Alumni Voices | Katie Glafcke (Marquette `06)
Katie Glafcke (Marquette `06) and her husband Matt made a monumental decision for their family of seven of last year. After prayer and discernment, Katie and Matt decided to become full-time lay Catholic missionaries serving abroad. With their five children, including baby Daniel, the family embarked on the formation process, a time of preparation for the adventure they were called to undertake. After months of formation, the Glafckes landed in Haiti to begin their mission work. Read this reflection from Katie to get a glimpse of life as a family of missionaries.
We were not born in Haiti
So much of this new life is simply baffling. Day and night my mind is overcome with thoughts and reflections as I desperately try to understand and process how to live in Haiti.
There are powerlines and yet no public power. There is a cell tower and yet no consistent cell service. The girls’ new favorite Haitian oxymoron: There is a library, but no one is permitted to check out any books.
Just this week we traveled an hour outside of L’Asile to a remote village called Roche Plate. The land was completely different than any other place we have been in Haiti so far. The dirt road was smooth, the river we crossed collected in bends deep enough to swim, herds of buxom horses grazed. Pristine. Glorious. Peaceful.
It stands in stark contrast to the harsh, chaotic and rubbish-filled environment that is our new day-to-day. In L’Asile we are surrounded by concrete, noisy motos, and scrawny donkeys and scrappy goats that wander aimlessly picking through the trash that lies strewn about everywhere. Even the river that rings the town looks more like a dried up canyon, pock marked with human debris of every sort.
We traveled to that remote village to visit a young family with newborn triplets. They live in a small two-room stone house built by the grandfather. The roof is thatched with palm branches. There is no window, no running water and no power. They cook their meals outside in a pot perched on a few large rocks. Despite the meagerness of their home, it is immaculately clean. Pure white sheets cover their beds and the dirt floor is swept spotless.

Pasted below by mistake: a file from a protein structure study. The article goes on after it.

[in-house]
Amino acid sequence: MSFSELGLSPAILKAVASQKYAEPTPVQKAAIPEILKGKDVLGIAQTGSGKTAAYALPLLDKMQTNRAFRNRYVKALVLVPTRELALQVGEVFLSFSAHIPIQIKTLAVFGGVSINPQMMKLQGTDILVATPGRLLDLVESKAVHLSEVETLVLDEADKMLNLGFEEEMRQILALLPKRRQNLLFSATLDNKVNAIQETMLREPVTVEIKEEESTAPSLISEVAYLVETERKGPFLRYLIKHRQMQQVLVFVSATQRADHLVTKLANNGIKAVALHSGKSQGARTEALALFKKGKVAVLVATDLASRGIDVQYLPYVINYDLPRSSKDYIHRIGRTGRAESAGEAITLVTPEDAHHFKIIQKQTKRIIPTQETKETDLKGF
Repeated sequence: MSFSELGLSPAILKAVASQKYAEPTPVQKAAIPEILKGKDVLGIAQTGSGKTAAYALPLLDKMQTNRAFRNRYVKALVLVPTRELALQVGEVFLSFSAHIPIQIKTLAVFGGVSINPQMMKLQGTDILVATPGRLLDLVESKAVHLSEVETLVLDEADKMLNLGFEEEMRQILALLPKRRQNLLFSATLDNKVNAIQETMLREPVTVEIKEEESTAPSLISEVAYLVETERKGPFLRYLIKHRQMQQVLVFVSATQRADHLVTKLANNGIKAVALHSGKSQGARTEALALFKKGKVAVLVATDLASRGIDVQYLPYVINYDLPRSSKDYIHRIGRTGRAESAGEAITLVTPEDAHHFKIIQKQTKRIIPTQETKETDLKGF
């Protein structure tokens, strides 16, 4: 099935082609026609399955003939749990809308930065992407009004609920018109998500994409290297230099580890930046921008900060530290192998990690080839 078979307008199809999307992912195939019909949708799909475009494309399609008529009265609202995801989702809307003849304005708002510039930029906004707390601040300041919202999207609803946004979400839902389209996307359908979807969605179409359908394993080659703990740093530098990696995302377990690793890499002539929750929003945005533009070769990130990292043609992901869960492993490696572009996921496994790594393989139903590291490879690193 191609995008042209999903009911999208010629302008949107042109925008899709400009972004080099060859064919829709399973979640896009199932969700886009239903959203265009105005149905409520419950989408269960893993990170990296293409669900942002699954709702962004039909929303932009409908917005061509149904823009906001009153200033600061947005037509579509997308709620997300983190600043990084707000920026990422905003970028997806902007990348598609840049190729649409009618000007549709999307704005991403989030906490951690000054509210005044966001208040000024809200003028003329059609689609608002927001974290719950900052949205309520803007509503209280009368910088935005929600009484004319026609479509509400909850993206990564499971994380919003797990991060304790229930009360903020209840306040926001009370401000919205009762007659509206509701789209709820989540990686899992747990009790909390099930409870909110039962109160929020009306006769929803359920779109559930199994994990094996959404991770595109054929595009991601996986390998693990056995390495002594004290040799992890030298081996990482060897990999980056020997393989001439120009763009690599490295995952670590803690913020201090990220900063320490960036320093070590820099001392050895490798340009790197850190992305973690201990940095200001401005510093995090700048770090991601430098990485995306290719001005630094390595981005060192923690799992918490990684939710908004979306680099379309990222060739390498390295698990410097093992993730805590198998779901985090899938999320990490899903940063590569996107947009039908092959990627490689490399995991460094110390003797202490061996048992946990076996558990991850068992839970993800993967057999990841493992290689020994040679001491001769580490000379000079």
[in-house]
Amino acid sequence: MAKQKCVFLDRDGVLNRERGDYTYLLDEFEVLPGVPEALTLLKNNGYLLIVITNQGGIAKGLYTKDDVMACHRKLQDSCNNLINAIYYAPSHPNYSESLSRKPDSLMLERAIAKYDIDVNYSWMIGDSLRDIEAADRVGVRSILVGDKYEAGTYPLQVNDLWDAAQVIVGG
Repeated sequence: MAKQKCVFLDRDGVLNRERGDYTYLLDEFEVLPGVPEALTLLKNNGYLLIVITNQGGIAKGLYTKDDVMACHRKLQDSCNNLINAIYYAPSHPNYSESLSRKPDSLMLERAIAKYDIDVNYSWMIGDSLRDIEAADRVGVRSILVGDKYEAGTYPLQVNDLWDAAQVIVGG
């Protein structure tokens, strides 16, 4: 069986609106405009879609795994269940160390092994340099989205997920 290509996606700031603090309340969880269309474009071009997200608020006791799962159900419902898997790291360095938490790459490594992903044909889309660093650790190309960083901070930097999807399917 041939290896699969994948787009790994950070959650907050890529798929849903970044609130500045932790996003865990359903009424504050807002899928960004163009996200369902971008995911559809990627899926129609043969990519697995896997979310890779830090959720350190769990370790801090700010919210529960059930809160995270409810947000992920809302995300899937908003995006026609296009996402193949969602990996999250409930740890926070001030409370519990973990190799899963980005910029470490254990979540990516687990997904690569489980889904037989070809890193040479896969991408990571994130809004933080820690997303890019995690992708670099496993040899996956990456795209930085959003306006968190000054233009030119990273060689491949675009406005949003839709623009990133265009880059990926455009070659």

The triplets are about 3 weeks old. They were born inside their home. The grandfather helped deliver them. They are tiny, but seem to be thriving. How can this be?
Here we are, closing in on 12 weeks into our new life in Haiti. We are renting a spacious, bright concrete home with tile floors. We rely on Haitians to deliver our water, wash our clothes and cook us a healthy meal each day. And yet, most days we are scarcely surviving. How can this be?
We were not born in Haiti!
Of course I wasn’t. I was born in Milwaukee at St. Joseph’s hospital. I grew up loved and cared for by both my parents. The only time I went to bed hungry was due to my stubborn will, when I refused to eat whatever was set before me.
I attended Catholic school from age 5 to 22. School is more than books and homework, projects and exams. I was immeasurably blessed by the teachers, mentors and peers who encouraged me and helped me to learn and understand how to succeed in our world. Work hard. Believe in yourself. Be independent.
After graduating from Marquette University, I settled into life as a wife and mother. We saved up and eventually bought a home in the suburbs. Matt’s business flourished and our family continued to grow. All those years of hard work had paid off. We were living a comfortable life.
And yet, something was missing. Not something. Someone.
Jesus was pursuing us.
Yes, Matt and I had been raised Catholic and dutifully attended mass on Sunday. But Jesus isn’t interested in dutiful obedience. Jesus desires our hearts. He longs for a relationship with us.
Just like any healthy relationship, things didn’t change all at once. Slowly over the course of months, we began to hear Jesus speaking to us through Scripture. Repent and believe. Follow me. Be not afraid.
So here we are now.
A husband, wife and five young children, living in Haiti. We are still figuring out this new life. But we are confident in the Lord. He knows we are struggling to learn the language, to stay hydrated, to make friends and feel at home. Afterall, we are not Haitian.
We are the Glafcke Family. We have been called to share the love of Christ with the people of Haiti.
If you're interested in following along with their journey, follow the Glafcke's blog Laughter is the Key.